BALDWIN: Yes, correct.

Rekha, and what about Julian Castro, will be in Iowa tonight. You've heard a lot of Iowans talking about time for a fresh face from the Democratic Party to take on this current president. What are you hearing from Iowans?

BASU: An Iowa poll showed last month is that 49 percent want someone seasoned and only 36 percent want a new face.


BALDWIN: Really?


BALDWIN: How do they feel about Biden?

BASU: How do they feel about Biden. He rated number one in the poll.


BASU: Warren came in fourth. And then Biden followed by Bernie Sanders, Beto O'Rourke and Elizabeth Warren. So, yes, I think to a certain extent it is because it is so new and he is a familiar name. But I think that there's a sense also of longing to go back to the Obama administration and certainly he was a part of that. So there's some thinking that maybe he could, you know, pull in the same kind of vote. I don't know that that is necessarily true. Because Biden ran in his own right and did not win. So you have that.

BALDWIN: This 2020 race is going to be fascinating.

Ladies, thank you very much. We'll talk many more times about this I'm sure.

I want to continue along more on the news here just in. As the shutdown drags on with no deal in sight. CNN has learned that the president will address the nation tomorrow night as he heads to the border Thursday. Key question, will the networks give him the air time?

Also ahead, a major development in the case of a young woman serving a life sentence for killing a man who bought her for sex. And now it looks like she will be walking free. We will tell you what has happened.


[14:42:13] BALDWIN: Credibility in the White House. This time it is Press Secretary Sarah Sanders' false claims on border security. Sanders suggesting that terrorists are pouring across the southern border by the thousands. But FOX News Host Chris Wallace was quick to call her out.


SARAH SANDERS, WHITE HOUSE PRESS SECRETARY: We know that roughly nearly 4,000 known or suspected terrorists come into our country illegally. And we know that our most vulnerable point of entry is at our southern border.


CHRIS WALLACE, CNN ANCHOR: I know that statistic and I studied up on this. Do you know where they are captured? Airports.

SANDERS: Not always.

WALLACE: At airports.

SANDERS: Certainly a large number.

WALLACE: The State Department says there hasn't been any terrorists coming across the border --


SANDESR: It is by air, it's by land, it's by sea.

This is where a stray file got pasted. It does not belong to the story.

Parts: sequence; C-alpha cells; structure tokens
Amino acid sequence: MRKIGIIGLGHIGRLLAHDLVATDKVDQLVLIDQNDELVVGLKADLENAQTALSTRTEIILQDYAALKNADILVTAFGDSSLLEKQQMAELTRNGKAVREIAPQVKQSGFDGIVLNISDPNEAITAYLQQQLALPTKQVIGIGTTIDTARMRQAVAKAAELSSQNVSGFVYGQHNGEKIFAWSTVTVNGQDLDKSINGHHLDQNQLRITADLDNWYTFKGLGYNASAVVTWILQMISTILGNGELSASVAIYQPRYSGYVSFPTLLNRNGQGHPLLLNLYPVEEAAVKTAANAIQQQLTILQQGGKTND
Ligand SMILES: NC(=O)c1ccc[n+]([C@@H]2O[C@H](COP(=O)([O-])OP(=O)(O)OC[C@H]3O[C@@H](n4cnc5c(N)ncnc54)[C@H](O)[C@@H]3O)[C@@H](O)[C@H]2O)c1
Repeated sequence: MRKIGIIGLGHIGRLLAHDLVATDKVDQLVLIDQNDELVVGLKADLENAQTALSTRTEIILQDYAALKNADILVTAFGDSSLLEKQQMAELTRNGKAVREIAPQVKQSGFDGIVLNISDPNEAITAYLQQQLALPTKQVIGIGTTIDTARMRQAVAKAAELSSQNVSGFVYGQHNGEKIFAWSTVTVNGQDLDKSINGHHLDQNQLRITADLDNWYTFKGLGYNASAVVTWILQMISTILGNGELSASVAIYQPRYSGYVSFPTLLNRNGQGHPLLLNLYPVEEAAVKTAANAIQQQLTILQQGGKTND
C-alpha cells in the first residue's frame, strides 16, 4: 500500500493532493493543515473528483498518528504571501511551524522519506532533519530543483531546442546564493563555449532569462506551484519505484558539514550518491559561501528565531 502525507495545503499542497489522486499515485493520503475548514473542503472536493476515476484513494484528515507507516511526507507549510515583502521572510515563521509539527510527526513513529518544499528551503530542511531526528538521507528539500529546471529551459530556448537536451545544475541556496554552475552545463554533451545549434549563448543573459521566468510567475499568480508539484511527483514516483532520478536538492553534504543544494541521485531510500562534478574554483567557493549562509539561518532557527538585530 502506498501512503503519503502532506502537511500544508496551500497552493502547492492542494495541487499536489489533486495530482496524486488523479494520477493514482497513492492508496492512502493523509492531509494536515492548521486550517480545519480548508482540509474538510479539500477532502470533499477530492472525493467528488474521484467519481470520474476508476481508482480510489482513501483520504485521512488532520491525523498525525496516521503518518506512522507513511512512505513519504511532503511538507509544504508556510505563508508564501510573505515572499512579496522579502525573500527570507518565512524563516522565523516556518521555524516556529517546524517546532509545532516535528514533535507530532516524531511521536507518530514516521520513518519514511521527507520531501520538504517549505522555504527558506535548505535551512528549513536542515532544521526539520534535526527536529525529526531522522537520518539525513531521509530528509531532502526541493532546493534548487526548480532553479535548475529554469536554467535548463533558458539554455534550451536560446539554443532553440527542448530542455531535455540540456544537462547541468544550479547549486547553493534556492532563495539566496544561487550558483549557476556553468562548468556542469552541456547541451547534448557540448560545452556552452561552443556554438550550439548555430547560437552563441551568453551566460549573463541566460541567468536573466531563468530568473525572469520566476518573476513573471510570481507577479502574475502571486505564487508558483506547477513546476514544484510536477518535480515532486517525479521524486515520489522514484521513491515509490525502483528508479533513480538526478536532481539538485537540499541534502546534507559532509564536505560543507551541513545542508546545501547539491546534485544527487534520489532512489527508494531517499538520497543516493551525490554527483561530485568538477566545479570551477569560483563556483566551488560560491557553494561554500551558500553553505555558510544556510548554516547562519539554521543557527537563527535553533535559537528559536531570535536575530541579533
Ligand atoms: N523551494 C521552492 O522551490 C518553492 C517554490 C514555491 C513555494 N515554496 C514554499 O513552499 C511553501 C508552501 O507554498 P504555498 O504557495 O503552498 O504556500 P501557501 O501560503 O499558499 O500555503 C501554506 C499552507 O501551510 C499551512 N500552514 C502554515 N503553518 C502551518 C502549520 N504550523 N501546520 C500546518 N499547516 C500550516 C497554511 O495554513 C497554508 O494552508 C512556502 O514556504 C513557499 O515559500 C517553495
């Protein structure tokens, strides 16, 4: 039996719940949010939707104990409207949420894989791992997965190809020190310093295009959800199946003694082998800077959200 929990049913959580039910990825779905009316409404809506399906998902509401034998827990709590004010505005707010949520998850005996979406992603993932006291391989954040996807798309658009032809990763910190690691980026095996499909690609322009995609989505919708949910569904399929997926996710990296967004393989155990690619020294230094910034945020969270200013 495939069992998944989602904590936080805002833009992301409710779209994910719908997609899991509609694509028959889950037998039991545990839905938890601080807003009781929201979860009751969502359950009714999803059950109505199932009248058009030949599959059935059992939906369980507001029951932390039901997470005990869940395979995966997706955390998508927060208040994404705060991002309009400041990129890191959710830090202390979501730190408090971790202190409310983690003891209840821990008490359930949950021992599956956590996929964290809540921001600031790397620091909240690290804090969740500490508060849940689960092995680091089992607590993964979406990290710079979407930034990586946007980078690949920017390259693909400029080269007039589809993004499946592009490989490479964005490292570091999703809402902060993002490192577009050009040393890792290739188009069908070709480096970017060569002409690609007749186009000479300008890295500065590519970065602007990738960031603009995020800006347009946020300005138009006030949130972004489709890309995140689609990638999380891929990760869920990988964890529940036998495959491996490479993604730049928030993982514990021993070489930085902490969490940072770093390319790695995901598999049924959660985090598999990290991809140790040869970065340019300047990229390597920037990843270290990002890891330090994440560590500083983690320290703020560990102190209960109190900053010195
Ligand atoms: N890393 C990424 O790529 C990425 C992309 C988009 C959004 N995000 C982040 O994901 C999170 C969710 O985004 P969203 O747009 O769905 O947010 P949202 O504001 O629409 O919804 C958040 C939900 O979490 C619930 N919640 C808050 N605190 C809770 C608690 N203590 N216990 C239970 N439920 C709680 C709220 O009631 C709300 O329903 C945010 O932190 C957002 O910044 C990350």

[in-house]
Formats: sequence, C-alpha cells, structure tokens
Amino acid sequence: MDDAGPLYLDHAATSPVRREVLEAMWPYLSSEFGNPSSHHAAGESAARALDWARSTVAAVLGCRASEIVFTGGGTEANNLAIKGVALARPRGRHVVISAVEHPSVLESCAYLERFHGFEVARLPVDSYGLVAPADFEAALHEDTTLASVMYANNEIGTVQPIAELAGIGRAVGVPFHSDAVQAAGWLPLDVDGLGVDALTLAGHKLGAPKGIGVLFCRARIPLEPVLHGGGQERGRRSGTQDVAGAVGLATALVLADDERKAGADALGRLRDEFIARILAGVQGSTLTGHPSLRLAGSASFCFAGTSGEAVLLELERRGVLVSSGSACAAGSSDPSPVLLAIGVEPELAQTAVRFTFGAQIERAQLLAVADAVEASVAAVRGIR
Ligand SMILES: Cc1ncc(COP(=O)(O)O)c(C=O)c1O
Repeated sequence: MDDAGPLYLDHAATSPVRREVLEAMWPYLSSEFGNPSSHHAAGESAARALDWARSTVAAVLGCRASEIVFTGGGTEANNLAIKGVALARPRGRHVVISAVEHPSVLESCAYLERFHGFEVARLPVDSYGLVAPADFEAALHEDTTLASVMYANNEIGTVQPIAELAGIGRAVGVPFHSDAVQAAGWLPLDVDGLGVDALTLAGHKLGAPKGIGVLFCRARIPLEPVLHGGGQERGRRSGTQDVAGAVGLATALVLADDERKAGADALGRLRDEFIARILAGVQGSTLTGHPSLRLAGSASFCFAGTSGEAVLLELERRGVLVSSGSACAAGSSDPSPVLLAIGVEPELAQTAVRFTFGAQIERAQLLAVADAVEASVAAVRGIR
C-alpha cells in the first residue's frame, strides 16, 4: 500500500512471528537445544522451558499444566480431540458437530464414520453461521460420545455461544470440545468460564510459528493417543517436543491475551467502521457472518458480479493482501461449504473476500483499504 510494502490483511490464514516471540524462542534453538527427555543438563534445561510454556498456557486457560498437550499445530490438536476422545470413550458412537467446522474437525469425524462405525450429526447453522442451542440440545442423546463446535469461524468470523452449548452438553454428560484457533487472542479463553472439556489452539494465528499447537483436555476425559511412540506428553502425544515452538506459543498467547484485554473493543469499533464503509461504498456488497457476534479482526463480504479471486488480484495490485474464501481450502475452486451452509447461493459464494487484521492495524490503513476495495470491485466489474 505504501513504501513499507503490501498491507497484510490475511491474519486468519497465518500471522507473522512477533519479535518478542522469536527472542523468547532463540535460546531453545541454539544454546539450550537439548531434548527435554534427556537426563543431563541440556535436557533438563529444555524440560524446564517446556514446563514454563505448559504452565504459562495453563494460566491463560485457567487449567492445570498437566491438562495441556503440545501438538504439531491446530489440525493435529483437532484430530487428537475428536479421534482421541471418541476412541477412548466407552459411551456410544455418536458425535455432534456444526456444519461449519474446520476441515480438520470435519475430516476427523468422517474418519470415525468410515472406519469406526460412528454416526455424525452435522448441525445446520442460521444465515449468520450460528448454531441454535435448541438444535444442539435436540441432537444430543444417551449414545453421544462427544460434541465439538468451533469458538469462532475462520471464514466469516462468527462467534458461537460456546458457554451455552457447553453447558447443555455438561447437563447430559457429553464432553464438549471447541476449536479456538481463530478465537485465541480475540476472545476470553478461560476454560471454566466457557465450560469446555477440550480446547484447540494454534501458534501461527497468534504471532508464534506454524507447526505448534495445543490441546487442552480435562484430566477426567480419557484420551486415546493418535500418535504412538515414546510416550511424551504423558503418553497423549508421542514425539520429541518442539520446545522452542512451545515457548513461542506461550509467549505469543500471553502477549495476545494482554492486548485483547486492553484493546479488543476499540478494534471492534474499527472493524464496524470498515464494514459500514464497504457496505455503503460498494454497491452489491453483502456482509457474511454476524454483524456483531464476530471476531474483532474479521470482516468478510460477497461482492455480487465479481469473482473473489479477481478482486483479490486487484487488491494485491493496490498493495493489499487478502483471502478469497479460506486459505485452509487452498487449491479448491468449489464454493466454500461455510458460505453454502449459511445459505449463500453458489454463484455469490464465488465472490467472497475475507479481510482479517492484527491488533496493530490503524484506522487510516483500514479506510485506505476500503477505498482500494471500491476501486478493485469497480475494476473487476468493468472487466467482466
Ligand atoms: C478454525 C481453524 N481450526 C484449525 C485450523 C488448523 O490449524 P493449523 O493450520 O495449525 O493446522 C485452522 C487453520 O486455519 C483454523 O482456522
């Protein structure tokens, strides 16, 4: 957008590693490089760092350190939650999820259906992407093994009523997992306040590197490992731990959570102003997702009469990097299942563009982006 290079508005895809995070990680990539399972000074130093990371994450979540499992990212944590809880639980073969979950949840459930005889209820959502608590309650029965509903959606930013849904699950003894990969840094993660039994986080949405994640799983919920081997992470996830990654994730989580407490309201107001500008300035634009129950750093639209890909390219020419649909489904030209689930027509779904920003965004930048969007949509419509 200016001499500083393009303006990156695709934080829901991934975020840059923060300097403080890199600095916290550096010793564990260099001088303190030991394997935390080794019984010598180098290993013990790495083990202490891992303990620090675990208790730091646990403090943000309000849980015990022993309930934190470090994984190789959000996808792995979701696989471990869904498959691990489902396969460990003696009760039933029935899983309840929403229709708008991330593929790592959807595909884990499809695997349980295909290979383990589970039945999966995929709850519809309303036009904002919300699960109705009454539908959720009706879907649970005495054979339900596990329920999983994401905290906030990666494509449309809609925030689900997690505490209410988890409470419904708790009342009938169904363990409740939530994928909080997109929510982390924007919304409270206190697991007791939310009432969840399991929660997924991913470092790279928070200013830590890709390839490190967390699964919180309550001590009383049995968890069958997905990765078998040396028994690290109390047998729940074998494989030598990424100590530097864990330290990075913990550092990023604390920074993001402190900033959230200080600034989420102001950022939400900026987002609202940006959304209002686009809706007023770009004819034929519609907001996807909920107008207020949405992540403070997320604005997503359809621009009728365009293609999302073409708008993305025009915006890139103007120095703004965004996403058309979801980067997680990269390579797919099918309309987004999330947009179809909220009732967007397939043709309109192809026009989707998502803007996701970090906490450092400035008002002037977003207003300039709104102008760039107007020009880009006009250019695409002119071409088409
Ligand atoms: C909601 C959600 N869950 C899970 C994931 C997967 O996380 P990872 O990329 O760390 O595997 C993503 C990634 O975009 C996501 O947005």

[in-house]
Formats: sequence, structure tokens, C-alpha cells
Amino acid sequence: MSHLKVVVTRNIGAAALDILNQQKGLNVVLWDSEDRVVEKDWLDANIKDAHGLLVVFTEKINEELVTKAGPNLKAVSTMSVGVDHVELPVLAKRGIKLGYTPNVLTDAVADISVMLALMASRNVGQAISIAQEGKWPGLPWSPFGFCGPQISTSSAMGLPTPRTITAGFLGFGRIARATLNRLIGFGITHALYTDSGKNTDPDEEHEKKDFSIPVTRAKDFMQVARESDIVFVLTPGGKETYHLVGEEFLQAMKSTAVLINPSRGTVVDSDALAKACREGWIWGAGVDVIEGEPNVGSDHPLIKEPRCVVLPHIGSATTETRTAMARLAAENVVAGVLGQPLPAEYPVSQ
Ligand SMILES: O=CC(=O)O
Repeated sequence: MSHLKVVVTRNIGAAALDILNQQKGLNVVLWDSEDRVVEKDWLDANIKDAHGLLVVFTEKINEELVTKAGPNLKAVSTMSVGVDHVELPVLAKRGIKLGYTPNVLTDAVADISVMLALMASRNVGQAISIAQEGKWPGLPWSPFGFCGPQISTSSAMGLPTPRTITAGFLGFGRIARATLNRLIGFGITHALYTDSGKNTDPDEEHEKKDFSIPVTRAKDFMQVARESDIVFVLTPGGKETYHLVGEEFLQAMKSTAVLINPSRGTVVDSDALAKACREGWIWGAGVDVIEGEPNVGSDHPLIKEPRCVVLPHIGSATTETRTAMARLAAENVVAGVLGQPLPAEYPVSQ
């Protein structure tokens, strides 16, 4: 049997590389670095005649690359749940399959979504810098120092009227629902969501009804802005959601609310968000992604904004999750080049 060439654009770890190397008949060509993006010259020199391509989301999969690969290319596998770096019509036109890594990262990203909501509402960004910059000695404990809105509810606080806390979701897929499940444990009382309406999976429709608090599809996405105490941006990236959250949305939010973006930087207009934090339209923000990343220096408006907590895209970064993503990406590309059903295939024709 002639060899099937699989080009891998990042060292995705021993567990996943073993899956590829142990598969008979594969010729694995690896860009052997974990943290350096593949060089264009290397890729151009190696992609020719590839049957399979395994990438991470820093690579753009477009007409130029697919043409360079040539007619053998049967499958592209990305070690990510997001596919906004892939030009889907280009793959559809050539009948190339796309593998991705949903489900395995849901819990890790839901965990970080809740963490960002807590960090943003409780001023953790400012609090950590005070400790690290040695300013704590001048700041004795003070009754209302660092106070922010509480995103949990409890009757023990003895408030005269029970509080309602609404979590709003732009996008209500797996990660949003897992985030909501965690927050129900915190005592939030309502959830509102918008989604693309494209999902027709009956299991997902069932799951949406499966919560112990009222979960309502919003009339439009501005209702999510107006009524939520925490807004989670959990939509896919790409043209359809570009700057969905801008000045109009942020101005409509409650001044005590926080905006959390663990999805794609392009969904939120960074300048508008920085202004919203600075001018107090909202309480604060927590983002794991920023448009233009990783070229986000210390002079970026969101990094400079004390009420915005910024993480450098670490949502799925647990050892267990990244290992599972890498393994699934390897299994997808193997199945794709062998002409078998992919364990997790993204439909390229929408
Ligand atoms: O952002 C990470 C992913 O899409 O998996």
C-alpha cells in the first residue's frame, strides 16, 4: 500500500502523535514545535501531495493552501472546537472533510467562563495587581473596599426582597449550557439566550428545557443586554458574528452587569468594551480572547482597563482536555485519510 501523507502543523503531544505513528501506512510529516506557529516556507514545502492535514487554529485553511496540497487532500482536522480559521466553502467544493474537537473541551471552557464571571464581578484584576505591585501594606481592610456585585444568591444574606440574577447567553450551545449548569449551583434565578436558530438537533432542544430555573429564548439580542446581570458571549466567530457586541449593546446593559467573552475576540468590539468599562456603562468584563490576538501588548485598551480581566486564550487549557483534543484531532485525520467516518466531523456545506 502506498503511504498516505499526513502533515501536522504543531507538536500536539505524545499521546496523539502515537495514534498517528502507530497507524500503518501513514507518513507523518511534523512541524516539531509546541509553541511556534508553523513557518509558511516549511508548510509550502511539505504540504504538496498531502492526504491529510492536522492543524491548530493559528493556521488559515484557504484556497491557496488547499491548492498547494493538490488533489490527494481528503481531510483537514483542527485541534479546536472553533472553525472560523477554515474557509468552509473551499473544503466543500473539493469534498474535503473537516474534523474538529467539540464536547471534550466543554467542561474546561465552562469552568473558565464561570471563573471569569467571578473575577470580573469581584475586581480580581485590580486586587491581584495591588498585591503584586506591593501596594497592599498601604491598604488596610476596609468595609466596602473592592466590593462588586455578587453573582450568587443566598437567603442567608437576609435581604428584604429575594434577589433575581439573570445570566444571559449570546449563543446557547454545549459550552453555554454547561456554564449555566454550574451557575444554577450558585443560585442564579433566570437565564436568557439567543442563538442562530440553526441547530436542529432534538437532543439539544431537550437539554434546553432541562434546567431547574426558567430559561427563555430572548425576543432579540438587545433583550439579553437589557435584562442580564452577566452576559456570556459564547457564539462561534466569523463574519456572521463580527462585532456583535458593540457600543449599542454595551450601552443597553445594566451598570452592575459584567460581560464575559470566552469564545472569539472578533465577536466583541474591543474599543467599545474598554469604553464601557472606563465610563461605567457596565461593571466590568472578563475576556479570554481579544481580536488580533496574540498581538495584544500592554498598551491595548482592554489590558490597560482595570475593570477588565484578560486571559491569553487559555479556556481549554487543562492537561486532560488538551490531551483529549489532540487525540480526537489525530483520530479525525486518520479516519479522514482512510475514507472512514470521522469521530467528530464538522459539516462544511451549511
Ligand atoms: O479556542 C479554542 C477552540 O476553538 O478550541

SANDERS: It's all of the above.


BALDWIN: And the White House is spouting this false claim as justification for a wall separating the U.S. and Mexico. But here are some facts. In July of 2017, the State Department said there was no credible information that any member of a terrorist group has traveled through Mexico to gain access to the U.S. In addition, the Department of Homeland Security's own figures note that of the 2500 individuals on the terror watch list encountered traveling to the U.S. in 2017, the vast majority attempted to enter by air.

So Frank Sesno is with us, director of the School of Media and Public Affairs, George Washington University, and former CNN bureau chief.

Always a pleasure to have you on. Good to see you.


BALDWIN: Out of the gate here, has the press secretary lost all credibility?

SESNO: Well, I don't know if she's lost all credibility, but she's lost a lot and always does anytime she or anyone engages in information that is false or so manipulative that it can be revealed to be wrong, false, incorrect with the stroke of a fact. Kudos to Chris Wallace who did what anyone should be doing when they are interviewing somebody in power like this, which is to be ready to respond.

BALDWIN: And where are we know when the White House is pushing these lies to make a case for policy?

SESNO: Well, look, the first thing that I think we have to understand is the White House and every seat of power always will use facts selectively to persuade, to prevail, when there's a controversial issue. That is not new. What is new and different and disturbing here is the amount, intensity of this false information that comes from this White House. And their resistance to being corrected. You know, I've covered the White House. I know that when presidents have misspoken or press secretaries misspoken, they say you got us, here's what we mean. This White House doesn't do that. Really at the end of the day, the only thing the White House press secretary has when it comes to talking to the media and public is credibility. And once that goes away or erodes, it is very, very hard to re-get it.

[14:45:25] BALDWIN: Isn't it interesting, Frank, that this fact check came from a FOX News host. Will this make the White House think twice do you think?

SESNO: Well, yes. FOX matters when something like this happens. Chris Wallace is frankly one of the best. He is an excellent interviewer. And I thought it was very effective for him to say wait, I studied up. It was a way to inject himself and say I know the facts here and let me confront you with them. And that's what he did. It was very good television, frankly, but also excellent interviewing. And the kind of interviewing that has to take place with people like this who are being as I said so manipulative with the facts. The interviewer has to have those same facts, accurate facts, at their disposal and Chris did. That it happens on FOX, which is the president's base network, makes the impact of this I think even stronger. We have research that we've done some here at our school of media and public affairs that shows everyone partisans when they are confronted with incorrect information by the person they support will absorb that the information is wrong. They may not change their support of that individual, but they now know and they reflect that the information is wrong. The White House can't afford in a going on forever. Least of all on FOX News.